Your vehicle’s fuel injectors turn your gasoline into a fine mist and spray that mist into your engine’s intake manifold. The manifold then delivers the fuel to the engine for combustion. In other words, the fuel injectors are pretty darn important, but many of us don’t think about, or don’t know how, to keep them clean and running optimally. Today’s gasoline is much cleaner than it used to be, but sometimes there’s still miniscule debris that can clog fuel injectors. Additionally, fuel and exhaust residue can also clog injectors and make them lose effectiveness. When it comes to DIY cleaning of fuel injectors, you have two choices: a cleaner that you simply pour into the gas tank, or a cleaning kit that’s more involved and allows you to clean the injectors directly. The latter choice is definitely not for the totally mechanically disinclined, but is definitely doable for those not afraid to follow directions and get a little dirty. If you opt to have your fuel injectors professionally cleaned, be prepared to spend up to $50 per injector. While it’s still more common to see a single-point injection system whereby one injector feeds all cylinders or a system that employs one injector per two cylinders, there are multi-point injection systems that have an injector for each cylinder.
If you’d prefer to stick with a “pour and go” type of injector cleaner, you’ll have quite a few choices. Knowing what to look for could help you save money and definitely will help make the most of your purchase.
The first thing to do is make sure you select a cleaner that’s compatible with your vehicle. There are several online tools that will allow you to input your vehicle’s make and model and give you a list of products that are safe for your engine. If you have an older car and are cleaning the fuel injectors for the first time, you’ll probably want the strongest compatible cleaner you can get. If you have a newer car or after you give your older fuel injectors a thorough cleaning and are looking for a maintenance product, you can get away with a less powerful solution.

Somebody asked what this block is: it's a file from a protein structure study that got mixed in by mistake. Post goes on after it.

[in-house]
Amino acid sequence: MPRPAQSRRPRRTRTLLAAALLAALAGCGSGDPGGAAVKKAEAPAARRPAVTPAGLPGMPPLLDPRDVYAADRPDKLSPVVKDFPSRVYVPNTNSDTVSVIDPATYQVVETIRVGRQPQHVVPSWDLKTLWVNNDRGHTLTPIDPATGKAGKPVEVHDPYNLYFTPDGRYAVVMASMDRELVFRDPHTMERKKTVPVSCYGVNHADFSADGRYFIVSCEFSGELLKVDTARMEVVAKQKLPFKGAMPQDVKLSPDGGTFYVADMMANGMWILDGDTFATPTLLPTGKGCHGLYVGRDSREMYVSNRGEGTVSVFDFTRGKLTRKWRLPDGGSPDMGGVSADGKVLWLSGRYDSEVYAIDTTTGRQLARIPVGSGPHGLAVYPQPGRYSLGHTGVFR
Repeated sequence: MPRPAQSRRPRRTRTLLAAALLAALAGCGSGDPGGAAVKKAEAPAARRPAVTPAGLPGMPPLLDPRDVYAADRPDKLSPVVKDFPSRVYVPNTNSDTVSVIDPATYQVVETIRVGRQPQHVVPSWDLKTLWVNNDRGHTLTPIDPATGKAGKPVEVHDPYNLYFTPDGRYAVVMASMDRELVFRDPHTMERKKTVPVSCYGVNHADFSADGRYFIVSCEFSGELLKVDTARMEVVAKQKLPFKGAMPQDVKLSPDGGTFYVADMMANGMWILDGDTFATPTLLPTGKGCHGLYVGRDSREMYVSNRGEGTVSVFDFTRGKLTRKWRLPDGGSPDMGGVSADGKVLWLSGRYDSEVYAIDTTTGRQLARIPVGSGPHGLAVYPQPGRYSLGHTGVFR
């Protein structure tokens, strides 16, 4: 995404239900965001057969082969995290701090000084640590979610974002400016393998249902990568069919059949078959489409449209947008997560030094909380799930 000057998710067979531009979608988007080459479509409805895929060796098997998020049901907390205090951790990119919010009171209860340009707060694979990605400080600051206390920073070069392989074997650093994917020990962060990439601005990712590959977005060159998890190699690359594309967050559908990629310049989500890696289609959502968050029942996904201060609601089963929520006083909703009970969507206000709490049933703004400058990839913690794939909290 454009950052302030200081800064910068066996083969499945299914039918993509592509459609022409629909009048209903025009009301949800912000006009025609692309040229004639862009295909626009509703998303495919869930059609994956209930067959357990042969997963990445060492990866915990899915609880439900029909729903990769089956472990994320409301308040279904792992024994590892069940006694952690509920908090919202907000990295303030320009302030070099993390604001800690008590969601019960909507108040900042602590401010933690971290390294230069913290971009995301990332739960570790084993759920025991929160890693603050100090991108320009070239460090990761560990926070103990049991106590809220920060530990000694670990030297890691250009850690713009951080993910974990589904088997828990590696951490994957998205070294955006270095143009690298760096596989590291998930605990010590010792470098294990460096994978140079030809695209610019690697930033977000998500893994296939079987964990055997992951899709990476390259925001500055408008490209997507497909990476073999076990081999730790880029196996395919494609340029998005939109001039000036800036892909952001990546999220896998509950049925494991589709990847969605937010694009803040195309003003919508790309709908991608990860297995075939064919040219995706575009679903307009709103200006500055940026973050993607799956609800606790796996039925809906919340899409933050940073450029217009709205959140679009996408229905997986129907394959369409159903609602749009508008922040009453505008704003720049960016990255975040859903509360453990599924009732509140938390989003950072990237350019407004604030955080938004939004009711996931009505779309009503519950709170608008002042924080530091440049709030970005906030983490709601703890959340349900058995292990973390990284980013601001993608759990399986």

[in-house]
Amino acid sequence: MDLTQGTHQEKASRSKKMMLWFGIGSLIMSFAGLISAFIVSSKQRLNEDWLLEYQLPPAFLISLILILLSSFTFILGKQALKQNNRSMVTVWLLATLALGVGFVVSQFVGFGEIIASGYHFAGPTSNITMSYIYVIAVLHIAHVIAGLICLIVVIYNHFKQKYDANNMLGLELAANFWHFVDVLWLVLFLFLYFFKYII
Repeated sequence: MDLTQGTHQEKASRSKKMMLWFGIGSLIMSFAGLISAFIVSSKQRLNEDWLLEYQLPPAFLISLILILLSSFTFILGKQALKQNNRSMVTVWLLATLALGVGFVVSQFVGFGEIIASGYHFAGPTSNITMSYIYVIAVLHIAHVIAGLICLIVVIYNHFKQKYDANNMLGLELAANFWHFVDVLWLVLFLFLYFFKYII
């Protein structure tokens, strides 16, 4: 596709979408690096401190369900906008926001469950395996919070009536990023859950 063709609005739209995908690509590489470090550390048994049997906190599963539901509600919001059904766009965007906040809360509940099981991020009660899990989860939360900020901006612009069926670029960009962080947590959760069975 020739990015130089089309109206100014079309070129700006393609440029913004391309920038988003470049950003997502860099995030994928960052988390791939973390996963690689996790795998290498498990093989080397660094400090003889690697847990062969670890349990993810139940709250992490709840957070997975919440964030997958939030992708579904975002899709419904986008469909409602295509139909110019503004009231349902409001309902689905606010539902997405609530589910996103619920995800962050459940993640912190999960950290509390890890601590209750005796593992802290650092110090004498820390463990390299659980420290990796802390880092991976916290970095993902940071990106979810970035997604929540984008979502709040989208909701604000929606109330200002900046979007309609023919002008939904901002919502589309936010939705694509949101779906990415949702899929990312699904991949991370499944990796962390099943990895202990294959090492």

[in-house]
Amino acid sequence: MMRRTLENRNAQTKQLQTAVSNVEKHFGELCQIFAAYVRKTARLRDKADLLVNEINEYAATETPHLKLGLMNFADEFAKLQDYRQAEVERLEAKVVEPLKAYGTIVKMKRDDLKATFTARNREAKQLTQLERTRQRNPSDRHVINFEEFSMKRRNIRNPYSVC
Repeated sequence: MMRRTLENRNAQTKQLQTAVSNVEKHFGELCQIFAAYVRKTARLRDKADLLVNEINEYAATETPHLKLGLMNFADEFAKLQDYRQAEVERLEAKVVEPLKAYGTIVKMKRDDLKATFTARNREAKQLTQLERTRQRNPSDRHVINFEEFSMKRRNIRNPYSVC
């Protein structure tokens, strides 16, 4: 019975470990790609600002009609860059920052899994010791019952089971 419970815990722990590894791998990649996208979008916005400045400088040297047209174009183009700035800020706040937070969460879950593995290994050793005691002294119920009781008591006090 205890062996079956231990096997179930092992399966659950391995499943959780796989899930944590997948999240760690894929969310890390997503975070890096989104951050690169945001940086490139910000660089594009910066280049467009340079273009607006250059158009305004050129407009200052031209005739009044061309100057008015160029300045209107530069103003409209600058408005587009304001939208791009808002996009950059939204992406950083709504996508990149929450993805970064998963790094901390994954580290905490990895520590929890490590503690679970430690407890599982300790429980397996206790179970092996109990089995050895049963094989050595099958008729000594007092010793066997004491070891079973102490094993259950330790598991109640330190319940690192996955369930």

The type of gas you use can affect your injector-cleaner decision, too, both in terms of type of solution and necessary frequency of use. If you use a gasoline with detergents already in it, it would be redundant to use a cleaner that contains the same detergents. You could opt for a different type of cleaner and a less powerful one. You also can opt to clean your injectors every few thousand miles instead of with every fill up. If you use a gasoline with no detergents and/or are rough on your vehicle (lots of miles and/or dusty conditions), you’ll want to go with a stronger cleaner and may want to add injector cleaner every time you fill up (assuming you don’t fill up until you’re nearly empty).
If you fancy yourself enough of a mechanic to tackle a more thorough cleaning of the actual injectors rather than just use a systemic cleaner, there are a number of kits available. Taking the time to find the best one for you can mean the difference between getting the job done yourself or spending more money having a professional do that job and maybe even have to repair the resulting damage. A good cleaning kit will be easy to use and include absolutely everything you need to do the job (in terms of consumables, anyway). Most even contain some spare supplies you might need. Make sure you know what tools the project will require, as some kits assume your garage is already well outfitted. As long as you’re careful to follow instructions, you should have no problem doing this job yourself.
This site offers reviews, comparisons, and pros and cons of several brands of fuel injector cleaners that you simply add to a full tank of fuel.
Visit best fuel injector cleaning kits for a pros-and-cons list of the top complete kits that will allow you clean your injectors directly without having to take your vehicle to a pricey mechanic.